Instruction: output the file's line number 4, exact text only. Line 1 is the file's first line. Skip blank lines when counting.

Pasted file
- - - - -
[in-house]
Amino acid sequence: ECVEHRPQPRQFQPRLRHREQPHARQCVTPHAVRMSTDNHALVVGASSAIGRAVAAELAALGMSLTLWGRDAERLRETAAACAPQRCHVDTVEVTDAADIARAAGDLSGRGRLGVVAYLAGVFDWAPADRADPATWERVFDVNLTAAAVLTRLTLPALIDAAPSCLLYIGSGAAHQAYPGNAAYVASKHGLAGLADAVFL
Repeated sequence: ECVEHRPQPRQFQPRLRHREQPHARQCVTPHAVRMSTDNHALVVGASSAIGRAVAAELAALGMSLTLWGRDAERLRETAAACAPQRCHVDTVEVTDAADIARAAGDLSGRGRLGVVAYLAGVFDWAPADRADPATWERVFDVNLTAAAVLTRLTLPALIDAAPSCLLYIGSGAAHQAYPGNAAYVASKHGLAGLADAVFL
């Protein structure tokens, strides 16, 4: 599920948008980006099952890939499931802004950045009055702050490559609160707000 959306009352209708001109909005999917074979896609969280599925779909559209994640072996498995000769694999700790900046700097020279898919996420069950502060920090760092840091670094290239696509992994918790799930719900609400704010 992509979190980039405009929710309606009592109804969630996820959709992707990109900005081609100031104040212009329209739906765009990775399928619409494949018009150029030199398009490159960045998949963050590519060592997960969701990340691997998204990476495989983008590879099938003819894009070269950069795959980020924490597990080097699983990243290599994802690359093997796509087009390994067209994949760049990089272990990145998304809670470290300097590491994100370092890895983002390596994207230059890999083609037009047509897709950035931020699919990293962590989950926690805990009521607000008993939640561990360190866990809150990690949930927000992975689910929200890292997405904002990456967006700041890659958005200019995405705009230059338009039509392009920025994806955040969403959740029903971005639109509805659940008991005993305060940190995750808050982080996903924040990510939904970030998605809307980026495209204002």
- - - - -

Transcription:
């Protein structure tokens, strides 16, 4: 599920948008980006099952890939499931802004950045009055702050490559609160707000 959306009352209708001109909005999917074979896609969280599925779909559209994640072996498995000769694999700790900046700097020279898919996420069950502060920090760092840091670094290239696509992994918790799930719900609400704010 992509979190980039405009929710309606009592109804969630996820959709992707990109900005081609100031104040212009329209739906765009990775399928619409494949018009150029030199398009490159960045998949963050590519060592997960969701990340691997998204990476495989983008590879099938003819894009070269950069795959980020924490597990080097699983990243290599994802690359093997796509087009390994067209994949760049990089272990990145998304809670470290300097590491994100370092890895983002390596994207230059890999083609037009047509897709950035931020699919990293962590989950926690805990009521607000008993939640561990360190866990809150990690949930927000992975689910929200890292997405904002990456967006700041890659958005200019995405705009230059338009039509392009920025994806955040969403959740029903971005639109509805659940008991005993305060940190995750808050982080996903924040990510939904970030998605809307980026495209204002």